Photo: TBG Digital, with permission
If you’re wondering why Facebook would pay $1 billion for Instagram (a company that has no revenue) even though Facebook already has a popular photo-sharing app, the answer is that it’s all about advertising revenue.We chatted with Simon Mansell, CEO of TBG Digital, a company that sells and manages advertising on Facebook. He gave us these insights into how Facebook might make money from its money-losing deal:
1. People can follow and Like brands on Instagram the same way they do on Facebook. Instagram is one of the few social media where people voluntarily subscribe to brands such as Red Bull and Burberry. Brand Pages are enormously important to Facebook, as they’re the bedrock and entry-level offering for most advertisers. Adweek adds:
About a dozen brands, including Logitech, are already integrating their Instagram accounts with their Facebook pages through a product released by social media marketing company Vitrue last month. The so-called “tab module” allows brands to import their stream of Instagram pictures directly into their photo-friendly Facebook Timelines.
2. It allows Facebook to copy Twitter. Twitter gets much higher ad rates for its promoted tweets, which appear in users’ tweet streams even if they don’t subscribe to those brands. Instagram will allow Facebook to insert promoted or sponsored posts into Instagram users’ photo streams. “Currently, if people you follow on Instagram like stuff you are not following you would NOT see that they liked this,” Mansell says. Facebook could change that so that anything you like appears to your followers that it came from the original source—the advertiser, in this case. If Facebook allowed promoted photos, “people wouldn’t think it was weird as they would have started seeing stuff from brands they are not following already.”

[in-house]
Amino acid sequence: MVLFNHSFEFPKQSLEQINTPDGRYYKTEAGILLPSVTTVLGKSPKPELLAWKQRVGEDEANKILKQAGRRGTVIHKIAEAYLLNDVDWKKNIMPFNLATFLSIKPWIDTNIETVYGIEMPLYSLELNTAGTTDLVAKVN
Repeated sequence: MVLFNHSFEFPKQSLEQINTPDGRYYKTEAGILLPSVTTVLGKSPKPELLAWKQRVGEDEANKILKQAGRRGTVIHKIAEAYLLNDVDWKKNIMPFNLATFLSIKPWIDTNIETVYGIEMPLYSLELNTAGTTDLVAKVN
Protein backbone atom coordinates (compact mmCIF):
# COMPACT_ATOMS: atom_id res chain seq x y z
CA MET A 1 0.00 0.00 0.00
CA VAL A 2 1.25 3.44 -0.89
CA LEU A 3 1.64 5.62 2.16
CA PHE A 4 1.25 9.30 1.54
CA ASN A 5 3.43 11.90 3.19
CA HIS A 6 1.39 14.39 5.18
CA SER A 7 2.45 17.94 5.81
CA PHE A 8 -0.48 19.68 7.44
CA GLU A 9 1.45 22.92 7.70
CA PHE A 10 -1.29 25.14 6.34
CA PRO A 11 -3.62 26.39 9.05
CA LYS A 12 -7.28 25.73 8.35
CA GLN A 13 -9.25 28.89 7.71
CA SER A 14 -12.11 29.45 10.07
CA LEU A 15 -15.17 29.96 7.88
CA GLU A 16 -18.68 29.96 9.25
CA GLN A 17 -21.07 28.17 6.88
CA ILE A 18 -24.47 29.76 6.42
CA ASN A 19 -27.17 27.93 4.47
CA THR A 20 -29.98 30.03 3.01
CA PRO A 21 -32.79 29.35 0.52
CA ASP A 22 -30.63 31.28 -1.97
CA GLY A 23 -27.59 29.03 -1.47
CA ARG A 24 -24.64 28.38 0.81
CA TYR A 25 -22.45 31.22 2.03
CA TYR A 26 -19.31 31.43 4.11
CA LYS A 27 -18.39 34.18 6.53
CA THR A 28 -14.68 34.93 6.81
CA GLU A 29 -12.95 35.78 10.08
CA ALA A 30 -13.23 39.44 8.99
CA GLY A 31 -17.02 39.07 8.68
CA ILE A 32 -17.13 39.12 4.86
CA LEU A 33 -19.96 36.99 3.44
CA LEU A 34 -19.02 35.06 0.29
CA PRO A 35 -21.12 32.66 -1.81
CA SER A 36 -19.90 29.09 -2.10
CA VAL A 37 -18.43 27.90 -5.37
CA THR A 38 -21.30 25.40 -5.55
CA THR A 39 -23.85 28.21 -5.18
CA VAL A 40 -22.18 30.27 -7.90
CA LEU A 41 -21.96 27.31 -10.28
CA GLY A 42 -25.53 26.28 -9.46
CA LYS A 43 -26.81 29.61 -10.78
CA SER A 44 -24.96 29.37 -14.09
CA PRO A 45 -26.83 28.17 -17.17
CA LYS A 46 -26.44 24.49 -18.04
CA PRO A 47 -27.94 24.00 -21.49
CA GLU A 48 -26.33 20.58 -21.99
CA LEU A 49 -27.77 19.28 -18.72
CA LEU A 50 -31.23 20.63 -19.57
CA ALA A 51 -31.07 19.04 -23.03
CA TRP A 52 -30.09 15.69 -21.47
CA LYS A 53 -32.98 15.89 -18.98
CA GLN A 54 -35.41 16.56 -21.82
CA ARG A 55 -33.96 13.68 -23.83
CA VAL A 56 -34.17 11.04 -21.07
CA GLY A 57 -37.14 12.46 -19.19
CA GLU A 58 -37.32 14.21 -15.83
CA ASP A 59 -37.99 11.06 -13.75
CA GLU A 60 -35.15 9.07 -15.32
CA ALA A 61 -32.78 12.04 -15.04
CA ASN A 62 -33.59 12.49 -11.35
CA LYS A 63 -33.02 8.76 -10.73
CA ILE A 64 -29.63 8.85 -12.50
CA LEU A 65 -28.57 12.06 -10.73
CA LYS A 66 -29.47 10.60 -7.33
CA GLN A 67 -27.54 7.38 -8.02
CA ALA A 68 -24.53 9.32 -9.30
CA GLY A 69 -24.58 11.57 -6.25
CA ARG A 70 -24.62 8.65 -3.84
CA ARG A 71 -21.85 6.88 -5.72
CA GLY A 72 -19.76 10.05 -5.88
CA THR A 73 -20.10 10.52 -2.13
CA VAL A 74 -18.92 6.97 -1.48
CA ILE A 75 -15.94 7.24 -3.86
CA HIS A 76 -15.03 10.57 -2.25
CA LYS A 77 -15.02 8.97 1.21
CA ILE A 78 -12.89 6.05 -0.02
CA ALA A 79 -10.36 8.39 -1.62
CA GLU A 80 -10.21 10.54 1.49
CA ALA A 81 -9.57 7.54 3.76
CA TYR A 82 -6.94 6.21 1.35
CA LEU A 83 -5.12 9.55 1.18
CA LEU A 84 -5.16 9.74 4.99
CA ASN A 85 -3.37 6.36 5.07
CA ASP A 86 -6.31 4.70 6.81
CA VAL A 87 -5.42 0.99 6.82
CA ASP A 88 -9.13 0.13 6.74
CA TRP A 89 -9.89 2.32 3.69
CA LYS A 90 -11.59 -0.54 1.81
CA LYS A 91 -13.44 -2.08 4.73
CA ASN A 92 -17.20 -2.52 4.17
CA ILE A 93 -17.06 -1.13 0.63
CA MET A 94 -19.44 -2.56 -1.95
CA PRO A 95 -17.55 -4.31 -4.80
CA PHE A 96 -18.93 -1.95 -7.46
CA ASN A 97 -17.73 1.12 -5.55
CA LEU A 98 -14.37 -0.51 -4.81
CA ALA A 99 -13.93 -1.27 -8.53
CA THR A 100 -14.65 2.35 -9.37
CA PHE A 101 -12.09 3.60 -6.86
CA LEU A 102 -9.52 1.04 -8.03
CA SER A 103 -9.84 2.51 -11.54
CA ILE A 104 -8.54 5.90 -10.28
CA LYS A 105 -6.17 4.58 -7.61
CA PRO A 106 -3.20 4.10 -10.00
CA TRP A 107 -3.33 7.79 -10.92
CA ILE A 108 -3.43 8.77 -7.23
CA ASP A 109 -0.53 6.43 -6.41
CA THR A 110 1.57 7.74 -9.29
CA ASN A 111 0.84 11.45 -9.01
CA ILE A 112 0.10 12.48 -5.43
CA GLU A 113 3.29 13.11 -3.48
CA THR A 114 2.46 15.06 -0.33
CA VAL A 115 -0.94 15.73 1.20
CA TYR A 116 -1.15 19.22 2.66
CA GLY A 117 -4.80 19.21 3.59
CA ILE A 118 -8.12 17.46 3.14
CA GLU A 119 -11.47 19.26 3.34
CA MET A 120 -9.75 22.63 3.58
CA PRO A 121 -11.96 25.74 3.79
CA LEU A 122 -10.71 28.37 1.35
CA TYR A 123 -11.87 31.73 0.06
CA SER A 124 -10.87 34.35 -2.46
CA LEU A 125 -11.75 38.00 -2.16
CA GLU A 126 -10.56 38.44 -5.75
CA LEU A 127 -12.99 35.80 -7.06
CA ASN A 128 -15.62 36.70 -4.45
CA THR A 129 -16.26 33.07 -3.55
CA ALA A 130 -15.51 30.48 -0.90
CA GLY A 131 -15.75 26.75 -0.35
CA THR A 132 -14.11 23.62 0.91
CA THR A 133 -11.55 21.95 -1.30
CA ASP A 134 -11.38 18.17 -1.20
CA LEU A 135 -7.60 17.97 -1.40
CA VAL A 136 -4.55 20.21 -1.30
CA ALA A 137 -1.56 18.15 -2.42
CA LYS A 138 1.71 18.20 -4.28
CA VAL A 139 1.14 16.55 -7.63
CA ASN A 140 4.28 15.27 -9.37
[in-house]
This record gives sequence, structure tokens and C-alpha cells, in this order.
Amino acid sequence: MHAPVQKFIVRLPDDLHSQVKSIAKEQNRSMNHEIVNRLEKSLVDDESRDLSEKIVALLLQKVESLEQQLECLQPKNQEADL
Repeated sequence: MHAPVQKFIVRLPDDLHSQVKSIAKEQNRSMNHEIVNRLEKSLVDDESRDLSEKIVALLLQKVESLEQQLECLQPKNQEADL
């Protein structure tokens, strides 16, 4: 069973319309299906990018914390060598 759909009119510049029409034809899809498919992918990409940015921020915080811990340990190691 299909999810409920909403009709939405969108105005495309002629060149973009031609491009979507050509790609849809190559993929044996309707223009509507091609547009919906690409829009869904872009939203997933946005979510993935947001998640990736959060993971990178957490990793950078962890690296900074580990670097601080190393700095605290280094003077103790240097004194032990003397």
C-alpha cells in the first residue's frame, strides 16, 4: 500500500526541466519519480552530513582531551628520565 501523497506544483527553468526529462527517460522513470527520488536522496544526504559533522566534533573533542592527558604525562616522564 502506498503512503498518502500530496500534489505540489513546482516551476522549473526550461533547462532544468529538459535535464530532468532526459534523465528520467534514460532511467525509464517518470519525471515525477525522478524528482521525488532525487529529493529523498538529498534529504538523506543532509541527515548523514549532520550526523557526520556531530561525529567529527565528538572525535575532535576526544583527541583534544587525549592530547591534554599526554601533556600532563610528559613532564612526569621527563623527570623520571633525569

3. It keeps people addicted to photos on Facebook, and Facebook makes money by selling ads next to users’ photo albums. A huge part of Facebook’s stickiness revolves around photos. Who wants to leave the site that contains years’ worth of family snaps? Instagram was proving so popular that it threatened that photo storage stickiness. Mansell believes this is why Facebook paid $1 billion to acquire the company even though it has no revenue: “Even if it’s just 100th of a threat, and they [Facebook] pay 100th of their value, then it kind of makes sense.”
4. It hurts Twitter and Foursquare with a single blow. Instagram currently uses the Foursquare’s API—the sign-in thingy, in non-nerd-speak—for access and location. Mansell believes Facebook will switch that to Facebook’s API. That immediately renders Foursquare less relevant. With Facebook/Instagram users continuing to post Instagram pics on Twitter, the new company will now throw off a stream of data about how far its photos reach inside the Twitter environment. That’s data Facebook didn’t previously have on the micro-blog company. “This gives them more info on whether they’re losing market share to Twitter, that’s my theory.”
5. It helps Facebook gain local advertisers. “The Instagram/Facebook API creates a lot of location data linked to the identity information Facebook holds, and thus creates new opportunities on the site for advertisers on Facebook to target against. This could be especially interesting for local businesses for example,” Mansell says. “They can get more cupcake companies and local retailers advertising on Facebook, and that will be a huge market.”
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